The Tyrrell team, still loyal to the normally aspirated Cosworth-Ford V8 engine, were given no chance on the season of being competitive against the mighty turbos. Already, however, they had been in the points four times in seven races, and on a tight circuit, their lighter weight and lower horsepower combined to give much better tire wear. In Detroit, this allowed them to use the softer Goodyear compound, while all the others had to use the harder compound. Also, the compactness of the cars, in comparison with the turbos, was an advantage in threading between the concrete walls, especially through the chicane leading on to the pit straight. Most importantly, Brundle and Bellof were putting in much better performances in their first year than anyone could have expected. Here, with things threatening to deteriorate at half distance, it was Brundle who would bring the race back to life.
Bellof, however, suddenly ground to a halt on Lap 34 when he struck the wall exiting the chicane before the pits. Then, just as Brundle was pitting for water ballast, Warwick set the fastest lap of the race and passed Rosberg and de Angelis on consecutive laps to take third place. About to set off after Alboreto, Warwick's Renault suddenly lost fifth gear, allowing de Angelis and Rosberg to repass him on Lap 37. His gearbox completely expired on Lap 41, and he became the eighteenth retirement of the day, leaving only eight cars still running. Rosberg succumbed next with a broken turbocharger, and when Alboreto blew his engine on Lap 50, Piquet led by more than 30 seconds.
Brundle now found himself in third place and gaining on de Angelis, who was driving without second gear in his Lotus as teammate Mansell had done before retiring. By Lap 56, Brundle had erased the ten seconds between him and the Lotus, and he passed by as they approached the chicane to take second place. With seven laps to go, Piquet was 20 seconds ahead and winding down his boost as he allowed Prost to unlap himself. Brundle continued to charge, however, taking almost five seconds per lap off the Champion's lead. Even as Brundle pulled within a second on their last entrance to the Tunnel, Piquet remained cool and took his second victory in eight days by just a few car lengths. The only remaining finishers were de Angelis, thirty seconds back; the second Brabham of Teo Fabi (scoring his first points); Prost and the Williams of Jacques Laffite.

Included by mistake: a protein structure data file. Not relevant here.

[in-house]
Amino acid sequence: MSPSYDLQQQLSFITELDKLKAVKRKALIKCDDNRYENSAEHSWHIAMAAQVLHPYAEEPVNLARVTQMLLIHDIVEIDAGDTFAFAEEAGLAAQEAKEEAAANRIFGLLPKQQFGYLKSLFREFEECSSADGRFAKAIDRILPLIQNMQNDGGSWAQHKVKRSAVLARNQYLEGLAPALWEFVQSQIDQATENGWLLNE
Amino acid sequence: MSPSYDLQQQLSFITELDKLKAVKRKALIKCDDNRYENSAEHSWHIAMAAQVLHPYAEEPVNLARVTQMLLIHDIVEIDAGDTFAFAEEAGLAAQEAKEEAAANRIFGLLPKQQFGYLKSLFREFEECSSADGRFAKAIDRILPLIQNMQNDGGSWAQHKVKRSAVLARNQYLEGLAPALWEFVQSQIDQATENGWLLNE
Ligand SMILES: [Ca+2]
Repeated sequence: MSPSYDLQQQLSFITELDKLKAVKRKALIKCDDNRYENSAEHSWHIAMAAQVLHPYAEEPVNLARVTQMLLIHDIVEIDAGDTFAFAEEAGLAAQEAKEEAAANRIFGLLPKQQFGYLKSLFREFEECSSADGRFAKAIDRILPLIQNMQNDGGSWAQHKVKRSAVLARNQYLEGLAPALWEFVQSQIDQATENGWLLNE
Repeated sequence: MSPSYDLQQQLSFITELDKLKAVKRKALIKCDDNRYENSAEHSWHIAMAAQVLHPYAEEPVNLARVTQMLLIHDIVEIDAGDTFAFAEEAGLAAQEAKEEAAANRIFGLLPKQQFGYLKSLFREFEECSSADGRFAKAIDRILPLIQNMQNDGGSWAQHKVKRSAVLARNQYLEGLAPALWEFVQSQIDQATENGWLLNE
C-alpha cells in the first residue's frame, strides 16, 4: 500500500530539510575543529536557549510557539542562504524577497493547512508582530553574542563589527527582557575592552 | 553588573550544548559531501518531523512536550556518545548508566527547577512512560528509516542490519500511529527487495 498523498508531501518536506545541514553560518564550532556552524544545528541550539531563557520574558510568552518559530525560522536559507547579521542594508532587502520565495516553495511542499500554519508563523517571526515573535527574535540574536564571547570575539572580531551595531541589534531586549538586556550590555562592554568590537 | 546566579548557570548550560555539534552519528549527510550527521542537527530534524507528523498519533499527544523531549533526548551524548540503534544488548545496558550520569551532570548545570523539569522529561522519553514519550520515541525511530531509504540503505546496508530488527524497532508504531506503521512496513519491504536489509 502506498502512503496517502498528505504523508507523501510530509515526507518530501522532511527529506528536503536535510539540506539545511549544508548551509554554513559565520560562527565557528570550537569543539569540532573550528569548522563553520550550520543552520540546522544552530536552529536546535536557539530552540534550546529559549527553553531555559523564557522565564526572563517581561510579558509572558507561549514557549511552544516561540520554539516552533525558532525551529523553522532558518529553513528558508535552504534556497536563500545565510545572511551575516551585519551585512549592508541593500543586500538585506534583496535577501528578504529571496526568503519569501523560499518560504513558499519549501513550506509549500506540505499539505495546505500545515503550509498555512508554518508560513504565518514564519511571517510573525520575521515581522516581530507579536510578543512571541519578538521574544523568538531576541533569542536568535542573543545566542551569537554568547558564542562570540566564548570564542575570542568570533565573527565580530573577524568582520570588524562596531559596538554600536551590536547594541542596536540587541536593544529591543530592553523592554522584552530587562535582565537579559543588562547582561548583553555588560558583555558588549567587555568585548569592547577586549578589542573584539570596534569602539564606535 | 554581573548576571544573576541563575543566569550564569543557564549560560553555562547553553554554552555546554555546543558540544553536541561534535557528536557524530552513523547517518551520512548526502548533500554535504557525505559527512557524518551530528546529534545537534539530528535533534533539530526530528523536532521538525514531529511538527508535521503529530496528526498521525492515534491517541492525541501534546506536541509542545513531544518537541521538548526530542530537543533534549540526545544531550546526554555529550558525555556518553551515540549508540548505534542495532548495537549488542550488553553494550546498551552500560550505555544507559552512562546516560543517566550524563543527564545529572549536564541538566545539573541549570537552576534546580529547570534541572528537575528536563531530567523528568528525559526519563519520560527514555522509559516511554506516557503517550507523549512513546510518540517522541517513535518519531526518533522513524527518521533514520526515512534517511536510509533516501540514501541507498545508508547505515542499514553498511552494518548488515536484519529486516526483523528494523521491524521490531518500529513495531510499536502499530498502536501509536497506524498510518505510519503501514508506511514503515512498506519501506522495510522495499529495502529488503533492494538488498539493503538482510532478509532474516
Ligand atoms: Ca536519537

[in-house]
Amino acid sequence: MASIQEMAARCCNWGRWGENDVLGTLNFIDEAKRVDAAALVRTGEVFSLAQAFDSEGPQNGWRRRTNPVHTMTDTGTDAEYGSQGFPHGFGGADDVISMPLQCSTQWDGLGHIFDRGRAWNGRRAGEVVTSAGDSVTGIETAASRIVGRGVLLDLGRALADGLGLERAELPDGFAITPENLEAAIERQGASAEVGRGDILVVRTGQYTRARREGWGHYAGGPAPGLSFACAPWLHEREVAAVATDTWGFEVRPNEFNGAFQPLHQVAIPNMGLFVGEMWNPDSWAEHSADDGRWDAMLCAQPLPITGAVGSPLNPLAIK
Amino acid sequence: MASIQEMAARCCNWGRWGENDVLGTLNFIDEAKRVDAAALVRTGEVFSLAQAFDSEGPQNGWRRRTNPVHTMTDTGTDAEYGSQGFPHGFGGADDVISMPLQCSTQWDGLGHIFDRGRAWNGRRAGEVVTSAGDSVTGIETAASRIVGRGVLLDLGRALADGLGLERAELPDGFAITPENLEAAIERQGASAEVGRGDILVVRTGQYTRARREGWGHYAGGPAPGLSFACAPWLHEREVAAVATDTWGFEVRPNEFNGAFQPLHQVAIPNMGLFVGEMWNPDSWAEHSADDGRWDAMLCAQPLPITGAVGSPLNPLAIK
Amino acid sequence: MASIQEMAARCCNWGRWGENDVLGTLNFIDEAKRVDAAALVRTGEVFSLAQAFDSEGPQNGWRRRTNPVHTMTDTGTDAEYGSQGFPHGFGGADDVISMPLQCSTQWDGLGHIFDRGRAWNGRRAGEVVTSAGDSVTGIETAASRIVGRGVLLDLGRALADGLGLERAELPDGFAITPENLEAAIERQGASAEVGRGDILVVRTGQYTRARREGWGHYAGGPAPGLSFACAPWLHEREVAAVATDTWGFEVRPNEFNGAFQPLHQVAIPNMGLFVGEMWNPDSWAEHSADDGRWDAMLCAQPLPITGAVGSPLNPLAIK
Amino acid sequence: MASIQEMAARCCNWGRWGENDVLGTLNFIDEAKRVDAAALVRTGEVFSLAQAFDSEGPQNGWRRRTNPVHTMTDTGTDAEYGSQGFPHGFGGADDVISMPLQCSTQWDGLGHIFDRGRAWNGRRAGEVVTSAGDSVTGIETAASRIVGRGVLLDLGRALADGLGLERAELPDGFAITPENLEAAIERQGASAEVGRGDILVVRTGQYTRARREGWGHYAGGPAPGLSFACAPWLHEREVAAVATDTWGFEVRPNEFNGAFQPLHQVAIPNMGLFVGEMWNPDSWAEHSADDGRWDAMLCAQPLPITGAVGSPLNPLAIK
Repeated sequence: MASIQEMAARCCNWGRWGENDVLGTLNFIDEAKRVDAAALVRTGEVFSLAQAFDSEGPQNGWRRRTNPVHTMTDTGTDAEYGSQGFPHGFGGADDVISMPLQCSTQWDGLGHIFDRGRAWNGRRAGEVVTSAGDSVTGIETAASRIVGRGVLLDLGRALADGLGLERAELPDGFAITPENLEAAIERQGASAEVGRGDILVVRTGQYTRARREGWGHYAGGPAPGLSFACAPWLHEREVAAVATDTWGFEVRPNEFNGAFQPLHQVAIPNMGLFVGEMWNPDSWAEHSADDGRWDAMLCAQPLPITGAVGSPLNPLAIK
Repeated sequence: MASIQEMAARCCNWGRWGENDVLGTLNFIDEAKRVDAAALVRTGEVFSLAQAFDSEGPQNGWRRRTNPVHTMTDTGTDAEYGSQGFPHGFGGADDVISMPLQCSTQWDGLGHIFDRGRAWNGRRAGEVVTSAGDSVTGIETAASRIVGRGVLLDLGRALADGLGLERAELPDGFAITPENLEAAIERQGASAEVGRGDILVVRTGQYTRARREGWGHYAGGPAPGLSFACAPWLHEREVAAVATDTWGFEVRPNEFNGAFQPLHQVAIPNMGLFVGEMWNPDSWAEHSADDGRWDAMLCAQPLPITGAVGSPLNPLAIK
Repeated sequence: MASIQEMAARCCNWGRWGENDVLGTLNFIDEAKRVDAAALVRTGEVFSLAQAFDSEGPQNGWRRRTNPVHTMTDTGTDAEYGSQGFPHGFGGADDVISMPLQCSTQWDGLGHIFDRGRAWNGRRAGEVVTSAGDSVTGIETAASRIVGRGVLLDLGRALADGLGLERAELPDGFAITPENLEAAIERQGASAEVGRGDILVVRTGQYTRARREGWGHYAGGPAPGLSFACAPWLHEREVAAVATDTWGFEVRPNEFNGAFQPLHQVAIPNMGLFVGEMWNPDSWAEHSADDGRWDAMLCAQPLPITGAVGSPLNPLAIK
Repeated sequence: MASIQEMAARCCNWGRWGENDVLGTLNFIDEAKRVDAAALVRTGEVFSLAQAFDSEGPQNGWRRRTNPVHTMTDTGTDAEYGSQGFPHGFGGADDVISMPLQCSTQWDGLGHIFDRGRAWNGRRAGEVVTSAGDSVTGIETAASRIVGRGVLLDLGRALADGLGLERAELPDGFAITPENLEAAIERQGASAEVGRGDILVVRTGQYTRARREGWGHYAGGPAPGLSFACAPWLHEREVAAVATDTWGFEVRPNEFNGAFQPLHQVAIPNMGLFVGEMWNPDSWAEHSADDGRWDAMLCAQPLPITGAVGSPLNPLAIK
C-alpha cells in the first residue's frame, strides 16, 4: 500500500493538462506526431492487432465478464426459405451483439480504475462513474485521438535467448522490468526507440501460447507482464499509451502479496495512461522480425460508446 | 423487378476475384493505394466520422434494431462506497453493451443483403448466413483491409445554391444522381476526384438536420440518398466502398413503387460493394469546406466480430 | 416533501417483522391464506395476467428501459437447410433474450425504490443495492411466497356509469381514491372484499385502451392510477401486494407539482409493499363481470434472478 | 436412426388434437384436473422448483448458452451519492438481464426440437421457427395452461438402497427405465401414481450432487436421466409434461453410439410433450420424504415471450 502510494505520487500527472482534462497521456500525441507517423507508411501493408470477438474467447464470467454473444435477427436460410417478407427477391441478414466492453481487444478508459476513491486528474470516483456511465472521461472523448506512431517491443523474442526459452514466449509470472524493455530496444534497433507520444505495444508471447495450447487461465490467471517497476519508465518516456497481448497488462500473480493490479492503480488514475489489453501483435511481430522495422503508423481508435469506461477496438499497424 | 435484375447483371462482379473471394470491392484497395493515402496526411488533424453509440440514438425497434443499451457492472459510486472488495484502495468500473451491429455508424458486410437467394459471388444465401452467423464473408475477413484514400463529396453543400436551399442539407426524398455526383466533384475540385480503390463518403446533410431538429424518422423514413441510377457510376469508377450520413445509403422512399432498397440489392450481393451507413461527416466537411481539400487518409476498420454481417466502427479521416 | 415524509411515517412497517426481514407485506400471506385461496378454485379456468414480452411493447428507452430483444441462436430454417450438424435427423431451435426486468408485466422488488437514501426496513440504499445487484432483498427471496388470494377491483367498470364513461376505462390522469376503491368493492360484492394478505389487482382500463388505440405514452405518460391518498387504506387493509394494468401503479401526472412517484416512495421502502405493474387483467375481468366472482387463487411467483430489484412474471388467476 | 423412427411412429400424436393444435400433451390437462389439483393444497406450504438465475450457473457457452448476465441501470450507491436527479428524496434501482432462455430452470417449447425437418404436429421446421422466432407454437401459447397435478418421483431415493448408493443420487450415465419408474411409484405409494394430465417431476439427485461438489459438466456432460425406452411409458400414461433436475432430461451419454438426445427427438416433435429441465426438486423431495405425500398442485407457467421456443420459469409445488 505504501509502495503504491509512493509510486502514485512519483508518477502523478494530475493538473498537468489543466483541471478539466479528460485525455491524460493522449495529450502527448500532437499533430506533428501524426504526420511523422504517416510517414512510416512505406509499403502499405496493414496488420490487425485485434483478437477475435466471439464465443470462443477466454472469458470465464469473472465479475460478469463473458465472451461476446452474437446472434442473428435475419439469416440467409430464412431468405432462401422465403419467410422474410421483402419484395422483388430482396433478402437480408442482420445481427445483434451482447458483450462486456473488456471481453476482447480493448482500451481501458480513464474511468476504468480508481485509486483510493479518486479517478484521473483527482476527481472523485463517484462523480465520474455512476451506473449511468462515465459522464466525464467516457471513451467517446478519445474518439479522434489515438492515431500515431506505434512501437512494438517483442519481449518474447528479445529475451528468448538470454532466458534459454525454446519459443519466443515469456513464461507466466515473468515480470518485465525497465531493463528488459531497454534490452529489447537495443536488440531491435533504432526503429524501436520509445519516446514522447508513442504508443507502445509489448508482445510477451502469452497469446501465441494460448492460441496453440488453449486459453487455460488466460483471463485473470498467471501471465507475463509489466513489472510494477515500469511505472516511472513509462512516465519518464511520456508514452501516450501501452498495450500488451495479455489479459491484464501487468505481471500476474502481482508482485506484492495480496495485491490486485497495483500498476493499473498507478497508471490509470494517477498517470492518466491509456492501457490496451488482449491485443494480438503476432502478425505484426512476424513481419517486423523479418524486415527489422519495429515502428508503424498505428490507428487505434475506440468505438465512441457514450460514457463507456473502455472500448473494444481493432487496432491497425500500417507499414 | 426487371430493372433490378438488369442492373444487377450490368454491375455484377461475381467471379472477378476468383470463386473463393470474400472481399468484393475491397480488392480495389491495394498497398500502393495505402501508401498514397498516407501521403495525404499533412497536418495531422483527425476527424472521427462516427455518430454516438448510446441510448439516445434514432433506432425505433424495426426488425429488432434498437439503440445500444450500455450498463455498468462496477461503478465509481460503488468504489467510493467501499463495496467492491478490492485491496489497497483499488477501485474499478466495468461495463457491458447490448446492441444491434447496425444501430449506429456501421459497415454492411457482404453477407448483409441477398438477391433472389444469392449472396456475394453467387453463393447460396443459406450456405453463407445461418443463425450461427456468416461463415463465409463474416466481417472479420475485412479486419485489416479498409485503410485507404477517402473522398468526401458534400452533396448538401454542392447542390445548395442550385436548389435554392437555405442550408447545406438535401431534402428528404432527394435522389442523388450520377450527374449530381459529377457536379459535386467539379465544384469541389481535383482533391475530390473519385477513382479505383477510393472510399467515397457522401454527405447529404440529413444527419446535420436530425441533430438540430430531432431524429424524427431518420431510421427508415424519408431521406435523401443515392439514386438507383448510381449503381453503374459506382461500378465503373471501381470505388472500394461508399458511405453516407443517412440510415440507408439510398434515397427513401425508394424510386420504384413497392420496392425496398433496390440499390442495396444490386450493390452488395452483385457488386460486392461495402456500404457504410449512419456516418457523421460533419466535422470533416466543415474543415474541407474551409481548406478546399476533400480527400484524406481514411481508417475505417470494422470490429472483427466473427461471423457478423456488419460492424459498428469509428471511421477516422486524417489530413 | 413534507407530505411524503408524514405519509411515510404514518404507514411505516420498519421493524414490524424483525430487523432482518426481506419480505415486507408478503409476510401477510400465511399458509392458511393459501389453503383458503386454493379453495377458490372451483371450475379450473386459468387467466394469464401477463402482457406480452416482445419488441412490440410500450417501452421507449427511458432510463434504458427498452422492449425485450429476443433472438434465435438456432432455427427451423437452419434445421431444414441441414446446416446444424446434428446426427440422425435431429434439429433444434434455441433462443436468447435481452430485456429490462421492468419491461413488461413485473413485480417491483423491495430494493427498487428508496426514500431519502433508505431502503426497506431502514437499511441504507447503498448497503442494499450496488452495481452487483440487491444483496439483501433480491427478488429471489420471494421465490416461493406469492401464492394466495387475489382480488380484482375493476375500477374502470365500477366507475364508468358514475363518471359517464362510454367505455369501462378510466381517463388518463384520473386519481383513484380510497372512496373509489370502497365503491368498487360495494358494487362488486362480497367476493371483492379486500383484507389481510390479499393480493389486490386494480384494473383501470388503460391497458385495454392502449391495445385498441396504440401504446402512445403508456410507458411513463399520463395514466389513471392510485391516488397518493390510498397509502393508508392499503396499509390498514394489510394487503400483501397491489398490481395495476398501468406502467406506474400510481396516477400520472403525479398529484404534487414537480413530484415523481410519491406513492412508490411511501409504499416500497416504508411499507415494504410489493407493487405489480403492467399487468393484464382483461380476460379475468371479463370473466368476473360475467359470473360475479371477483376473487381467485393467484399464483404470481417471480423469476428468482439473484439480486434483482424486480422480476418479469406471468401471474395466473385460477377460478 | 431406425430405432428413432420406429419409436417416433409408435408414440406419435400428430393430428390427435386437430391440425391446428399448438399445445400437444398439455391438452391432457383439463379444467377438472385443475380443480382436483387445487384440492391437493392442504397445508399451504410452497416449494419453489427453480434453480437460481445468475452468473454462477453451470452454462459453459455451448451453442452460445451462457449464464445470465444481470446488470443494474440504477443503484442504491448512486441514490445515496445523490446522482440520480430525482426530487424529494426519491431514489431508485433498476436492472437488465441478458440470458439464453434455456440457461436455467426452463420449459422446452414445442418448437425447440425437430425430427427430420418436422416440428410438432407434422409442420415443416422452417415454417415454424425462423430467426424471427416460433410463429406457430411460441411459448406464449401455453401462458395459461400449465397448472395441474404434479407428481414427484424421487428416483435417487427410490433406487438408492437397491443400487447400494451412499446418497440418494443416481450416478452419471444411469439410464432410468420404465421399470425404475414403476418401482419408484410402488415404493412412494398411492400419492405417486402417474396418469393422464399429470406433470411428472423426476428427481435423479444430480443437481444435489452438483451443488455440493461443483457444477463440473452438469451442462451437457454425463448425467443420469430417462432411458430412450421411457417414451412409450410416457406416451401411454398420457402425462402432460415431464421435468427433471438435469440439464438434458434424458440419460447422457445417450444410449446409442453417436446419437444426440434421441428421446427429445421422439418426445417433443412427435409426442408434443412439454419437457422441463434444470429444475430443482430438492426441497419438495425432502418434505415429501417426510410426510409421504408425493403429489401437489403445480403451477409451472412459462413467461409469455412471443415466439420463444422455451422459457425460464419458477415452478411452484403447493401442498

Soon after the podium ceremony, word arrived that the officials had found impurities in the water injection system on Brundle's Tyrrell and lead balls in the rubber bag containing the water. Samples of the water were shipped to France and Texas for analysis and found to contain significant levels of hydrocarbons. Ken Tyrrell was called to a meeting of the FISA Executive Committee on July 18 and, based on the impurities in the water, which had been topped up during a pit stop, was accused of refueling the car during the race. (Refueling had been banned prior to the 1984 season and remained illegal until 1994.) The team was banned from the remainder of the World Championship and lost the 13 points they had already gained, though they continued to race, unable to score points. That was weeks later, however, and the organizers in Detroit were grateful for the stirring drive by the English rookie that was the highlight of their event.Note: Only the top five positions are included for both sets of standings. Points accurate at final declaration of results. Tyrrell and its drivers were subsequently disqualified from 1984 results and their points reallocated.